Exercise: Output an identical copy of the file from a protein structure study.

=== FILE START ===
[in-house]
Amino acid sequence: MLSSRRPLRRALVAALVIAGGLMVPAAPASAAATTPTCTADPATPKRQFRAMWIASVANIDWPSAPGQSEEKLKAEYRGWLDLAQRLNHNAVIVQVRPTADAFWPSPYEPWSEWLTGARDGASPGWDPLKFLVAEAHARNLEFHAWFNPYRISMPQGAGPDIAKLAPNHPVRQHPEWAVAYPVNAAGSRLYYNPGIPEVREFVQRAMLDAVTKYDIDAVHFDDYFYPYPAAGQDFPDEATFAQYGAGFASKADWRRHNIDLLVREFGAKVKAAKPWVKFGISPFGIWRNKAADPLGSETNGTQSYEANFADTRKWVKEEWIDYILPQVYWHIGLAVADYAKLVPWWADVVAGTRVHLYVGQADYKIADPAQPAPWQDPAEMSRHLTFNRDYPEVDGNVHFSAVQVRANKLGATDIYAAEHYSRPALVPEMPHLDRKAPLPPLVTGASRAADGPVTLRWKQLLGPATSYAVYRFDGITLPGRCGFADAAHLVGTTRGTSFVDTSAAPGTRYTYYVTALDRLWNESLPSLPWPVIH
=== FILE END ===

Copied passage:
[in-house]
Amino acid sequence: MLSSRRPLRRALVAALVIAGGLMVPAAPASAAATTPTCTADPATPKRQFRAMWIASVANIDWPSAPGQSEEKLKAEYRGWLDLAQRLNHNAVIVQVRPTADAFWPSPYEPWSEWLTGARDGASPGWDPLKFLVAEAHARNLEFHAWFNPYRISMPQGAGPDIAKLAPNHPVRQHPEWAVAYPVNAAGSRLYYNPGIPEVREFVQRAMLDAVTKYDIDAVHFDDYFYPYPAAGQDFPDEATFAQYGAGFASKADWRRHNIDLLVREFGAKVKAAKPWVKFGISPFGIWRNKAADPLGSETNGTQSYEANFADTRKWVKEEWIDYILPQVYWHIGLAVADYAKLVPWWADVVAGTRVHLYVGQADYKIADPAQPAPWQDPAEMSRHLTFNRDYPEVDGNVHFSAVQVRANKLGATDIYAAEHYSRPALVPEMPHLDRKAPLPPLVTGASRAADGPVTLRWKQLLGPATSYAVYRFDGITLPGRCGFADAAHLVGTTRGTSFVDTSAAPGTRYTYYVTALDRLWNESLPSLPWPVIH